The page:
[i] http://gameofthrones.wikia.com/wiki/Winter_is_Coming_(motto)

[ii] Bruner, Frederick Dale.  The Gospel of John: A Commentary, 573.

The Devil

A Houstonian dies and goes to hell. While down there the devil notices that the Houstonian doesn’t seem to be suffering like the rest of the inhabitants. The devil checks the gauges and sees that it is 95 degrees with 80% humidity in hell. So, the devil asks the Houstonian why he is so content. The Houstonian replies, “I like it here. The temperature is just like Houston in June.”

Well, the Devil isn’t happy with that response, so he turns the temperature to 100 degrees and the humidity to 90%.  And yet, the only change in the Houstonian’s manner is that he unbuttons his shirt collar.  Otherwise, he’s as happy as before. The Devil quizzes the Houstonian again, and the man responds, “This is even better. It’s like Houston in July.”

The devil, now visibly upset, decides to make the Houstonian really suffer. He jacks the thermostat up to 105 degrees and the humidity to 100%. But he finds the Houstonian sitting in a lounge chair with his shirt off, no less content than before.  “I feel right at home,” the man says, “Like Houston in August”.

Finally, the devil realizes he’s been going about his work all wrong.  He returns to the thermostat and turns the temperature down to a sub-freezing 25 degrees.  The devil, himself shivering, can see his own breath.  Snow begins to fall, and icicles appear all around.  Hell freezes over. “Let’s see what the Houstonian has to say about this!” the devil thinks to himself.  But just then the Houstonian comes running up to the devil, jumping up and down for joy, yelling, “The Texans have finally won the Super Bowl!”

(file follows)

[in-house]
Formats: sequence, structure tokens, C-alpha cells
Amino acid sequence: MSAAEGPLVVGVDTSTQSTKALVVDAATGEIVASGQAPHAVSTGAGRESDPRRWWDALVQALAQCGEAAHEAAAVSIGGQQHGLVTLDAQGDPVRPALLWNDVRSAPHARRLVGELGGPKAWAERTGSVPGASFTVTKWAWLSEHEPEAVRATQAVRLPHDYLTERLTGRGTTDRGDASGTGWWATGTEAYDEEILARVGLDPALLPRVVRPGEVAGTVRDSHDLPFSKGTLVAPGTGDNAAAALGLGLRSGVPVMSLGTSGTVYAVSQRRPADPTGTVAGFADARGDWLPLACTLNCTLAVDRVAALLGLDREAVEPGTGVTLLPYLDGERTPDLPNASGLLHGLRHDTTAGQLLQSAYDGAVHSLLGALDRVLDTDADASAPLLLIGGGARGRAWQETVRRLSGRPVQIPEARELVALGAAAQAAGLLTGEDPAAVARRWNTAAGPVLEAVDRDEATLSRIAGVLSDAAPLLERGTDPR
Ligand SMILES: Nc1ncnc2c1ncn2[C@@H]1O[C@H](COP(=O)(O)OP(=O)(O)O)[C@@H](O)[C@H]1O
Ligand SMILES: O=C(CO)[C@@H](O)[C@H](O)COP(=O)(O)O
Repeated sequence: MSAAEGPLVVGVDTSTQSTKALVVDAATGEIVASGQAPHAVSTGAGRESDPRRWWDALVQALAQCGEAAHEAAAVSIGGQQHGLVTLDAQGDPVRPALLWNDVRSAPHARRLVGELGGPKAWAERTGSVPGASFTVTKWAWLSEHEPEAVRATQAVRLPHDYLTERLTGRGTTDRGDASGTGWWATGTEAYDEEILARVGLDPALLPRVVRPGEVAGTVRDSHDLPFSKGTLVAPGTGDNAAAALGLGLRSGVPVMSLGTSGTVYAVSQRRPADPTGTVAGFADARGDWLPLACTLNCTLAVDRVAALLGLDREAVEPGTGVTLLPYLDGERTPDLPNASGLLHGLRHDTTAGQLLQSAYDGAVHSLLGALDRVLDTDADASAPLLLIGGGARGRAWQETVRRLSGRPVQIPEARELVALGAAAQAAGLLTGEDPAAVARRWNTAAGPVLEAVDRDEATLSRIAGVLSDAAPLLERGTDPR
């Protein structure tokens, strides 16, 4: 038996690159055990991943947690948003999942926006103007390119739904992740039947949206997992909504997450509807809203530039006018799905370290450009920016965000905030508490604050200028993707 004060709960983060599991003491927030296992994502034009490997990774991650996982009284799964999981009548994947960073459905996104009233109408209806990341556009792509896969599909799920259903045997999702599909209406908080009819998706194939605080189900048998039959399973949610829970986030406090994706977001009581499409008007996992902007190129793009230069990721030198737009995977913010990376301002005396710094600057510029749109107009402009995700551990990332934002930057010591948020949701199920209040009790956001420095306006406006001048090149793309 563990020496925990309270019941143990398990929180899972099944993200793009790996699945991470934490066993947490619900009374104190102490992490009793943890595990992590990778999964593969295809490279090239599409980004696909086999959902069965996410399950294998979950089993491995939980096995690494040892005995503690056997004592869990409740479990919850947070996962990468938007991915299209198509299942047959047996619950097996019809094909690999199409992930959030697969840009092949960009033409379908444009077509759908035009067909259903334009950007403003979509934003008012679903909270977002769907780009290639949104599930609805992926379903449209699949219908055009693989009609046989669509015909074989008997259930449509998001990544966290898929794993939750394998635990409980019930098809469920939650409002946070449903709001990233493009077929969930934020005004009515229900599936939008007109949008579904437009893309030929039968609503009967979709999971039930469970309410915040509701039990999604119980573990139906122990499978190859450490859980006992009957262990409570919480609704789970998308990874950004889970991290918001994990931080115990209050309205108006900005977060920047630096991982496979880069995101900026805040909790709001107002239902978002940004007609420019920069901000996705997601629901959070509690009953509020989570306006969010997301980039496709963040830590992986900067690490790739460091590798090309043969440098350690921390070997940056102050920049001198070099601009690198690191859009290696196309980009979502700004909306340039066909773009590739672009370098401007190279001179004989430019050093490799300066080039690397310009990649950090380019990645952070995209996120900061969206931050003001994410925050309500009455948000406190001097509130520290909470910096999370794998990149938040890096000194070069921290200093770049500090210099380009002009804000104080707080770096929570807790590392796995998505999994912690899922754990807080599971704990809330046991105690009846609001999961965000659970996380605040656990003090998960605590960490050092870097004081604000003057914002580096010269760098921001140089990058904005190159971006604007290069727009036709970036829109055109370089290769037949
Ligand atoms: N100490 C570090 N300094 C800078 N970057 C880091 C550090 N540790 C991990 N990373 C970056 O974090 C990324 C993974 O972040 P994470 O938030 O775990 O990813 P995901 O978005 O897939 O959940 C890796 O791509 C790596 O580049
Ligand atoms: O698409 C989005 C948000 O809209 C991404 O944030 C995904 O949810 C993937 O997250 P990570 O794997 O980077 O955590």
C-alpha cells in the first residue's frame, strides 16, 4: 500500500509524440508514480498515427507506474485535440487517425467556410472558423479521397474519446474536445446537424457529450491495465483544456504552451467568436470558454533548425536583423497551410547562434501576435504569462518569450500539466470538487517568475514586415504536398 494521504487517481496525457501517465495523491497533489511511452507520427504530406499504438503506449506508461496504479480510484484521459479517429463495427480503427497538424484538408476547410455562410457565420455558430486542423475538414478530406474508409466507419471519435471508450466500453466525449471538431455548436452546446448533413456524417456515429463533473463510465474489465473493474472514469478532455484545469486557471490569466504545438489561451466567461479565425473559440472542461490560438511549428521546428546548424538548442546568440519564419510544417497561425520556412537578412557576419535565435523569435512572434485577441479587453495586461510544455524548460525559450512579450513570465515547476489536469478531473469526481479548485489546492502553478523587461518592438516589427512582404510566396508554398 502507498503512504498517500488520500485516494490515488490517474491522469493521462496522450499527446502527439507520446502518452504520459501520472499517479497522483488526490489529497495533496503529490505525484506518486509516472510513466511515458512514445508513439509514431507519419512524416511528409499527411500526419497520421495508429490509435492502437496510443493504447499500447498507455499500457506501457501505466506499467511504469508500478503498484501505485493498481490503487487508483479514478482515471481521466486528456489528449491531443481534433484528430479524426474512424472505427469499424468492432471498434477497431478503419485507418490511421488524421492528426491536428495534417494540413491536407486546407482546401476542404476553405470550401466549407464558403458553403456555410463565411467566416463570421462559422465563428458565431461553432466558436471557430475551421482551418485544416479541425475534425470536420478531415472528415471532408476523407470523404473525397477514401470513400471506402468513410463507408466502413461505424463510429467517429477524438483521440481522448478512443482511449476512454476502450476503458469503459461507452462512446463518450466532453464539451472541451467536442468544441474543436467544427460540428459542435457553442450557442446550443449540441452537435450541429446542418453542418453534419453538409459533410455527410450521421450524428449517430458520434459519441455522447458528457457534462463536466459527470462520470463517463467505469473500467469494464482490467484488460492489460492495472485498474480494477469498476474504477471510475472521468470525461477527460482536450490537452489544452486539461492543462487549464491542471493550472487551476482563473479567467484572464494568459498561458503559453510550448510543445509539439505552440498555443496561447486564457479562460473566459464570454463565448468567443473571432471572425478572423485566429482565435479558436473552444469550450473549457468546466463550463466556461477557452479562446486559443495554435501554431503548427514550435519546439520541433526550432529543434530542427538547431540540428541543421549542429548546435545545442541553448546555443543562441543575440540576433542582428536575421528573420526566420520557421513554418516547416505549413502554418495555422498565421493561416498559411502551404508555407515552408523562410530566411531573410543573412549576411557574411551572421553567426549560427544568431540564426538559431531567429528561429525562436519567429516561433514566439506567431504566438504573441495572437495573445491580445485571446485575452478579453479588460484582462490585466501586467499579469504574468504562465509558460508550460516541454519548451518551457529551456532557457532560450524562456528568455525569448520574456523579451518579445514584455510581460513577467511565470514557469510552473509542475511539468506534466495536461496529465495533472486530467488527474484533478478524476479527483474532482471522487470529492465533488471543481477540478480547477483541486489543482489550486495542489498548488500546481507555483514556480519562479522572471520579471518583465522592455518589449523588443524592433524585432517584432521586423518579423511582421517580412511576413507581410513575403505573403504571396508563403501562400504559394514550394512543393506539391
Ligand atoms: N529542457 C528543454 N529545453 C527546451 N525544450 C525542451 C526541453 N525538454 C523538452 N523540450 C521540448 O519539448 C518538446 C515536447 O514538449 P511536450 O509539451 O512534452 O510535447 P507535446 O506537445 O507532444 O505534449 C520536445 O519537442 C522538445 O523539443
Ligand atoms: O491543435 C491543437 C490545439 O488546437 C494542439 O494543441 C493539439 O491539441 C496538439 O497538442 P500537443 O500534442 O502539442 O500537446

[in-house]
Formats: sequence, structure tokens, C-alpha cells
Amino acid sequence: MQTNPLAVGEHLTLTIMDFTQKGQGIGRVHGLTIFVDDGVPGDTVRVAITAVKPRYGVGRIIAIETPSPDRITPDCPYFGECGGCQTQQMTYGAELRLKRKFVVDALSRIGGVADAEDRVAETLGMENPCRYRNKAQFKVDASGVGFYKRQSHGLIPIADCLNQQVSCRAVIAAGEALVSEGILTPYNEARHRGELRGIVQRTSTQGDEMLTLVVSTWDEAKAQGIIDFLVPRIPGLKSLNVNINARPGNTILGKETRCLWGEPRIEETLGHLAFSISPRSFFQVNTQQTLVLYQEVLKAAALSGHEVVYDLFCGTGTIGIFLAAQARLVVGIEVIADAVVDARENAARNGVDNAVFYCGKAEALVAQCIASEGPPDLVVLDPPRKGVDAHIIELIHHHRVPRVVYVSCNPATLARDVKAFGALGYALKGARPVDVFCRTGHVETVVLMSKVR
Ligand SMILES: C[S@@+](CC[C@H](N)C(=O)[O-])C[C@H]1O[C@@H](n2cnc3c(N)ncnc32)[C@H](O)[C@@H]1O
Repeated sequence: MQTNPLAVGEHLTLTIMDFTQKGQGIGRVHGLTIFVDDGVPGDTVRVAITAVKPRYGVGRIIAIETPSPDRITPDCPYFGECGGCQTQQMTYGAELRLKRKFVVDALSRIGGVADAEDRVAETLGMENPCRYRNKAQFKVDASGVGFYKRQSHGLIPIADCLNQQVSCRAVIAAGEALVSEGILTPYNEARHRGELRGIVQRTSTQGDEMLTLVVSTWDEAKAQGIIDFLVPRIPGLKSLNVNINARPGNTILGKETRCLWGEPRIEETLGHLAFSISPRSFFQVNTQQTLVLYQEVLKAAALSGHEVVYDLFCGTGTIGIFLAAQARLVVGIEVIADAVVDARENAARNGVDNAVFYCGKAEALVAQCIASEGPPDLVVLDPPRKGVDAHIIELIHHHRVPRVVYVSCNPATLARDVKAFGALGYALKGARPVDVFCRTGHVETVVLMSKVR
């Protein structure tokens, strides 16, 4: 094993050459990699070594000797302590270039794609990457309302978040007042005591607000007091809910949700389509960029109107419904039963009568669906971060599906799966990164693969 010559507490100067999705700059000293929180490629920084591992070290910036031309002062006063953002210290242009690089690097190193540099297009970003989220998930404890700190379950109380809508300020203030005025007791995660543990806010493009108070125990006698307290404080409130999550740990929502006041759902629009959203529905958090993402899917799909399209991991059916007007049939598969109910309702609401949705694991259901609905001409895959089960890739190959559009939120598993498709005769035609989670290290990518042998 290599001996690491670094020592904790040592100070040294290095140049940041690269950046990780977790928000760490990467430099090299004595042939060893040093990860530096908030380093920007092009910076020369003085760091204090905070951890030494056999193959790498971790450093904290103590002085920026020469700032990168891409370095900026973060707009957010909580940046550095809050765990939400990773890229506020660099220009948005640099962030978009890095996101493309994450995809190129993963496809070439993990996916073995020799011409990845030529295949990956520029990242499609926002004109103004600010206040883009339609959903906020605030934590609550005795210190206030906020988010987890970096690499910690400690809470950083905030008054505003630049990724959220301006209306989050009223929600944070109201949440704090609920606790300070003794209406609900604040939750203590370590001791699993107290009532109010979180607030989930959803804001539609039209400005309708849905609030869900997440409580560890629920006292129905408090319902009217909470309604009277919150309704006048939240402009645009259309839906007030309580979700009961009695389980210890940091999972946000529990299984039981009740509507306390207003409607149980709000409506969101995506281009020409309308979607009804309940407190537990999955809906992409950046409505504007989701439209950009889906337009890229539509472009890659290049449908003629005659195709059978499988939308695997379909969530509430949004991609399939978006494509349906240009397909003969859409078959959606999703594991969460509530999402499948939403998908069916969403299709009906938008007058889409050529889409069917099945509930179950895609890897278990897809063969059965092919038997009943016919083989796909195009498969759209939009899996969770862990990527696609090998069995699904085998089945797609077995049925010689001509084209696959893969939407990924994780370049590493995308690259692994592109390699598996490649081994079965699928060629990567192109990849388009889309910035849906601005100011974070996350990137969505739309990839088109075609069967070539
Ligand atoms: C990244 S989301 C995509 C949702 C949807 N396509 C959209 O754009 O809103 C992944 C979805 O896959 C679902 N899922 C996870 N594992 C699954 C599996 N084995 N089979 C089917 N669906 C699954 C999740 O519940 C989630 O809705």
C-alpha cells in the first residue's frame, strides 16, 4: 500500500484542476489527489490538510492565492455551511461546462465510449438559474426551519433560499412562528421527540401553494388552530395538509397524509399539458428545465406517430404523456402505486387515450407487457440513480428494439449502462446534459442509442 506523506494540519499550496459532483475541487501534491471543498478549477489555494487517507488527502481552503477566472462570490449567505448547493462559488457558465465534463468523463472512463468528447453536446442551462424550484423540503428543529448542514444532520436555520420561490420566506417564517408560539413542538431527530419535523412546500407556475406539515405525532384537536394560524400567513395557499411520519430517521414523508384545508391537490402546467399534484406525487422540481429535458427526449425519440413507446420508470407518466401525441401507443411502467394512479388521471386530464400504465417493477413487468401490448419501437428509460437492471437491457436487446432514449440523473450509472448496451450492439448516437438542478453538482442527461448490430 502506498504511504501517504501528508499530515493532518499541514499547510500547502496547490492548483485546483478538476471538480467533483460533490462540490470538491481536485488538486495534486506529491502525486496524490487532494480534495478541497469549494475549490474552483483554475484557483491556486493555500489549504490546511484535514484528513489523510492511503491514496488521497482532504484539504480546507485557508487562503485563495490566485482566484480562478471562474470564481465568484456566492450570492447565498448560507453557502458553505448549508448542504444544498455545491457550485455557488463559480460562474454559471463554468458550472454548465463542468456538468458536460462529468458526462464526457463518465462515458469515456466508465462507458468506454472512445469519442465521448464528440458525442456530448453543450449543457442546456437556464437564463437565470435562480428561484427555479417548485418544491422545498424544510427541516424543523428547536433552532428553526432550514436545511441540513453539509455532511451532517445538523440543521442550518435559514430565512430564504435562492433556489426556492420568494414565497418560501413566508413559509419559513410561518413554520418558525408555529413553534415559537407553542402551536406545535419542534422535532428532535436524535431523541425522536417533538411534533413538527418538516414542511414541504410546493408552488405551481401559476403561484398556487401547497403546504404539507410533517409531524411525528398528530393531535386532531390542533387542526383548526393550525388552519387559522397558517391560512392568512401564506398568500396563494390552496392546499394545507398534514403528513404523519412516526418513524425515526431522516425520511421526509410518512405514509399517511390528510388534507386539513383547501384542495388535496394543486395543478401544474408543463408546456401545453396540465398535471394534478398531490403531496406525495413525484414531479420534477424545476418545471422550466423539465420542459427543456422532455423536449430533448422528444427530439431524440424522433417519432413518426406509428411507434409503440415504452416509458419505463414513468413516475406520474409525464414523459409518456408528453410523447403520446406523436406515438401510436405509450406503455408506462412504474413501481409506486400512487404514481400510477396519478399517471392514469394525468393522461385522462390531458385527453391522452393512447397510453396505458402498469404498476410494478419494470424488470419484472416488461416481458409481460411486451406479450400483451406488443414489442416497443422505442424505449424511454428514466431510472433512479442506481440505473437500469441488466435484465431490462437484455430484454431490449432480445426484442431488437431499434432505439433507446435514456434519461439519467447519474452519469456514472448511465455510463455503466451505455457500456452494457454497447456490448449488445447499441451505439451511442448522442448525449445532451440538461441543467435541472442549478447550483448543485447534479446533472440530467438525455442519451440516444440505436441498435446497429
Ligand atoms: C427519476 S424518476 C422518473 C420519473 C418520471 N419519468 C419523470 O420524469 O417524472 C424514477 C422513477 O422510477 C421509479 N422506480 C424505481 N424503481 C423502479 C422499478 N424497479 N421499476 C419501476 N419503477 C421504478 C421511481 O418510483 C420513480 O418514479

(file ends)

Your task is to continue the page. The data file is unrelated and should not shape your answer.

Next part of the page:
Seattle Seahawks v Houston Texans

What does the devil look like to you? Do you think of the devil at all, either literally or metaphorically?  If not, give yourself permission to do so this morning.  What does the devil look like to you?

In medieval religious art, the devil is a personified demon, complete with horns, a pointed tale, and flaming weaponry with which to poke and prod sinners into the bowels of hell.  He is the Halloween devil of our childhood nightmares, with red eyes and pointed teeth.

For St. Antony of the Desert, who lived in the third and fourth century A.D., the devil appears as a sensual woman dressed in gauzy, flowing red robes.  She is almost unbelievably beautiful.  She is the epitome of desire, and she distracts Antony, shall we say, from his prayers.

In the 1987 American gothic film “Angel Heart,” the devil is Robert DeNiro, in a three-piece suit with a well-manicured beard.  He is a businessman who manipulates people’s actions behind the scenes until they perform the most atrocious acts, all so that he can, in the end, take possession of their souls.

In Genesis this morning, according to Christian tradition, the devil is depicted as the slithering serpent who silently approaches Eve, the serpent who has inspired literary characters from Kaa in Disney’s Jungle Book to the forked-tongue members of Slytherin House in the Harry Potter series.


The demon, the seductress, the manipulator, the snake.  All common images of the devil.  But what does the devil look like to you?

I will say, to me the devil looks like no one.  Oh, I believe in the devil, have no doubt.  It’s difficult to do the work of a priest for very long and not sense that there is some active presence in this world attempting to thwart the good purposes of God.  But I have no visual sense of what the devil might look like.  I am left disappointed by devilish depictions in art, literature, or film, because they always seem to me a bit cartoonish.  Putting a face on the devil seems, somehow, dangerously to underestimate that power whose very mission is to draw us away from God.

Notice today that Matthew’s Gospel does not describe the devil’s appearance at all.  Matthew cares not, apparently, for how the devil looks.  He focuses only and entirely on what the devil does.  And I know of no better description of how the devil operates than the one offered by New York Mayor Fiorello La Guardia over seventy-five years ago.  La Guardia said, “The Devil is easy to identify. He appears when you’re terribly tired and makes a very reasonable request which you know you shouldn’t grant.”